The number of HIV-infected individuals in South Africa has significantly decreased for the first time in recent years, according to a study. According to research by the South African Human Sciences Research Council (HSRC), 12.7 percent of the 62 million South Africans have the HIV virus, which can cause the immune deficiency disease AIDS. In a 2017 study, 14 percent of the population was infected.
HSRC research leader Khangelani Zuma stated that there is no simple explanation for the decline in infection rates, as the reasons are “complex.” South Africa is among the countries most severely affected by the ongoing AIDS epidemic that has persisted for four decades.
While the study indicates progress, it also highlights gaps in combating the HIV epidemic in South Africa. Infection rates vary significantly across different geographic regions and population groups, with a particular impact on Black individuals, women, and young people.
Geographically, there are notable differences. In the southwestern province of Western Cape, with the capital Cape Town, only eight percent of individuals over 15 years old are affected, compared to 22 percent in the eastern KwaZulu-Natal province, with the capital Durban. Additionally, HIV prevalence among women is almost double that of men, with 20 percent compared to 12 percent.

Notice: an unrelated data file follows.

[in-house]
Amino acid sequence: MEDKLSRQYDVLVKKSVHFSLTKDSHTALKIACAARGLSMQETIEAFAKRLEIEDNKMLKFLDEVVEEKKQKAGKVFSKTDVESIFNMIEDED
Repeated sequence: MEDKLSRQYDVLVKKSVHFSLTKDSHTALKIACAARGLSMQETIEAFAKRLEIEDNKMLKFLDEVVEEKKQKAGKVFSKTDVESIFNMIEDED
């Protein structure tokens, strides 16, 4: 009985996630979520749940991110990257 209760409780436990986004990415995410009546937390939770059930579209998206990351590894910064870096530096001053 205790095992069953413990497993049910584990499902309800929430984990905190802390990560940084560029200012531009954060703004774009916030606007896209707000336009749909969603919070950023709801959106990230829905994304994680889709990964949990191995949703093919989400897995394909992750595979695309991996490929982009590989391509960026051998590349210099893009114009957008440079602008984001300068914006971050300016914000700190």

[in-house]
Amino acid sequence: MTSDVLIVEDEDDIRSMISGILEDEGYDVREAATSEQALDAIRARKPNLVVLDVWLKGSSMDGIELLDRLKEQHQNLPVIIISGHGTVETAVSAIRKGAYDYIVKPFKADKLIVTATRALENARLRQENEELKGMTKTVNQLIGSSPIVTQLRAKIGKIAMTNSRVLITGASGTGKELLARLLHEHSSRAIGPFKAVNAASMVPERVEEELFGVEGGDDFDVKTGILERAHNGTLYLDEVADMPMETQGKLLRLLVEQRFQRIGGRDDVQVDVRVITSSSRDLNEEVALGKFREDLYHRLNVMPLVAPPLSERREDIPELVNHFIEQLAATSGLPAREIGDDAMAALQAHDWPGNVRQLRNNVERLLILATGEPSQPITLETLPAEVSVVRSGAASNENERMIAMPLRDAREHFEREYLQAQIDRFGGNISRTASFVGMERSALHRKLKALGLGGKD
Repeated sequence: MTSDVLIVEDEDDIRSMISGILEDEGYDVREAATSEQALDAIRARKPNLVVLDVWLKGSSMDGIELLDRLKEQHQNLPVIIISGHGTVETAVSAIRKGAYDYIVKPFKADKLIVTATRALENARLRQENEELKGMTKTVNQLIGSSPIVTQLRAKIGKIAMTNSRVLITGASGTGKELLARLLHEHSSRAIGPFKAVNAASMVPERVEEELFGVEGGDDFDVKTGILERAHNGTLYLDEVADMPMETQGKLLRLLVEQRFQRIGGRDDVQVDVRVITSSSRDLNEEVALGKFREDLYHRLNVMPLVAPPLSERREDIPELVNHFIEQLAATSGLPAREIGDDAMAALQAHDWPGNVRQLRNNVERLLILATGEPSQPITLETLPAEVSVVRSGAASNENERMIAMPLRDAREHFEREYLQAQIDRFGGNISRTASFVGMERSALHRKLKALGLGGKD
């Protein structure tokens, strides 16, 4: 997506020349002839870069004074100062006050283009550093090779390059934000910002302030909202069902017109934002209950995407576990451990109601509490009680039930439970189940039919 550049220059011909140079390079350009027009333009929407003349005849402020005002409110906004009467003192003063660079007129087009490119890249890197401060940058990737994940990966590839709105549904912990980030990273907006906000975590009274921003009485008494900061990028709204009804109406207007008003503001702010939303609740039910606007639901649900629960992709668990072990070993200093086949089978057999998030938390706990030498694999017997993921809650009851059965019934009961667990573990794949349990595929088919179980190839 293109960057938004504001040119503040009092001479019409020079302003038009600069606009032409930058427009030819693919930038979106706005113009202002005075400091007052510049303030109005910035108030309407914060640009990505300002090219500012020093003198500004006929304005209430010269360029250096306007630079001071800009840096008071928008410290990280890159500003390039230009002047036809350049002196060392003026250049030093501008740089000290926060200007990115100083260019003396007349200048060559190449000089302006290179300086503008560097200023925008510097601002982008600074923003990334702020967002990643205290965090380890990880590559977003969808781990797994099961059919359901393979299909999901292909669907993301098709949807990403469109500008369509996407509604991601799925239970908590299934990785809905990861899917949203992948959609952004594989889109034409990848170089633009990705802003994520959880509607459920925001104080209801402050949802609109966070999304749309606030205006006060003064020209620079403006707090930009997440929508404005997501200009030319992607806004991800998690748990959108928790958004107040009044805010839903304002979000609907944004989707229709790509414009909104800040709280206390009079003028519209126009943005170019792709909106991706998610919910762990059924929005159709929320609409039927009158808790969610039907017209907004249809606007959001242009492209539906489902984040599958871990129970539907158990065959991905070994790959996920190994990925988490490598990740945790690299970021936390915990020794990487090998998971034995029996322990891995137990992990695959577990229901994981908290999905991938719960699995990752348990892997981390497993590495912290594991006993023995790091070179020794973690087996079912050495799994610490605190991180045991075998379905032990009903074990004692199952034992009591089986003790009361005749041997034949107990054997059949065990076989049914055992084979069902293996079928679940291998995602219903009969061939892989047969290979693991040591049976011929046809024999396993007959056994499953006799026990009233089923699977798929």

Disproportionately Affected: Black South Africans
Blacks are more affected, with a 20 percent prevalence, compared to the mixed-race population (“Coloureds”) at five percent, Whites and Indians, and other Asians at approximately one percent. Zuma, the study leader, emphasized, “The most pronounced differences in HIV prevalence by gender were found in younger population groups, necessitating targeted measures.”
South Africa records more individual HIV cases than any other country and about a third of all cases on the African continent. In recent years, over 85,000 people in the country have died from AIDS annually. The increased use of antiretroviral therapy (ART) has radically changed the outlook for HIV/AIDS patients.
The study’s scientists also highlighted the global decline in condom use, considered an effective tool in preventing the spread of AIDS.
In July, the UNAIDS program, part of the United Nations, conveyed a hopeful message: by 2030, the immune deficiency disease could be largely defeated if there is global political will and financial commitment.